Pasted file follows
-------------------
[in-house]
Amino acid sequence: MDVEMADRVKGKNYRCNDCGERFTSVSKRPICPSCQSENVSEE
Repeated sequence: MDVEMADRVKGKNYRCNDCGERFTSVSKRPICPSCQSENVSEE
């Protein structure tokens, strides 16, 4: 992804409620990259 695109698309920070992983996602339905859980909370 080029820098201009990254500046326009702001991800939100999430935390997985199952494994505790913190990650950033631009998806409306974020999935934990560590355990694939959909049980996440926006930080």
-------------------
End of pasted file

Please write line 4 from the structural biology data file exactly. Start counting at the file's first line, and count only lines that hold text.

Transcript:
């Protein structure tokens, strides 16, 4: 992804409620990259 695109698309920070992983996602339905859980909370 080029820098201009990254500046326009702001991800939100999430935390997985199952494994505790913190990650950033631009998806409306974020999935934990560590355990694939959909049980996440926006930080």